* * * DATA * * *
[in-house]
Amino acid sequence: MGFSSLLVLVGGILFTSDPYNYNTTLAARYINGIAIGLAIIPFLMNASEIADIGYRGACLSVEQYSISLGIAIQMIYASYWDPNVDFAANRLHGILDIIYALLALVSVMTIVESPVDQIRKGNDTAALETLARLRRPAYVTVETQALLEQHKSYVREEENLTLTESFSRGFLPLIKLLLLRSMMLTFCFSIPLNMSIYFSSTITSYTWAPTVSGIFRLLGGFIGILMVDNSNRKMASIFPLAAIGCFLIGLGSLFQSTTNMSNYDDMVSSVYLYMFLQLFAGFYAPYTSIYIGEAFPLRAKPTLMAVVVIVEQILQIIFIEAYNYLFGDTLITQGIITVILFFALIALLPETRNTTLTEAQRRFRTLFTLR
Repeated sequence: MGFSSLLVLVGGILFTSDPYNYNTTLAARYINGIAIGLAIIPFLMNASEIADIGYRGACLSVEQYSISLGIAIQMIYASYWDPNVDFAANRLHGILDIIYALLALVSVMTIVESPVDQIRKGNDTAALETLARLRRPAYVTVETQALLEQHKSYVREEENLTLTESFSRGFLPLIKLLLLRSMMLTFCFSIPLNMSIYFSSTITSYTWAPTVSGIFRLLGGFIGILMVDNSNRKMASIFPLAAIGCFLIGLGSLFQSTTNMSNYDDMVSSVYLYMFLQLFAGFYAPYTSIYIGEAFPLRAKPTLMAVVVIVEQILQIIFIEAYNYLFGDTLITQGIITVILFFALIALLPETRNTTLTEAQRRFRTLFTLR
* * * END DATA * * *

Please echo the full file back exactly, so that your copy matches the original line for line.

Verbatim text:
[in-house]
Amino acid sequence: MGFSSLLVLVGGILFTSDPYNYNTTLAARYINGIAIGLAIIPFLMNASEIADIGYRGACLSVEQYSISLGIAIQMIYASYWDPNVDFAANRLHGILDIIYALLALVSVMTIVESPVDQIRKGNDTAALETLARLRRPAYVTVETQALLEQHKSYVREEENLTLTESFSRGFLPLIKLLLLRSMMLTFCFSIPLNMSIYFSSTITSYTWAPTVSGIFRLLGGFIGILMVDNSNRKMASIFPLAAIGCFLIGLGSLFQSTTNMSNYDDMVSSVYLYMFLQLFAGFYAPYTSIYIGEAFPLRAKPTLMAVVVIVEQILQIIFIEAYNYLFGDTLITQGIITVILFFALIALLPETRNTTLTEAQRRFRTLFTLR
Repeated sequence: MGFSSLLVLVGGILFTSDPYNYNTTLAARYINGIAIGLAIIPFLMNASEIADIGYRGACLSVEQYSISLGIAIQMIYASYWDPNVDFAANRLHGILDIIYALLALVSVMTIVESPVDQIRKGNDTAALETLARLRRPAYVTVETQALLEQHKSYVREEENLTLTESFSRGFLPLIKLLLLRSMMLTFCFSIPLNMSIYFSSTITSYTWAPTVSGIFRLLGGFIGILMVDNSNRKMASIFPLAAIGCFLIGLGSLFQSTTNMSNYDDMVSSVYLYMFLQLFAGFYAPYTSIYIGEAFPLRAKPTLMAVVVIVEQILQIIFIEAYNYLFGDTLITQGIITVILFFALIALLPETRNTTLTEAQRRFRTLFTLR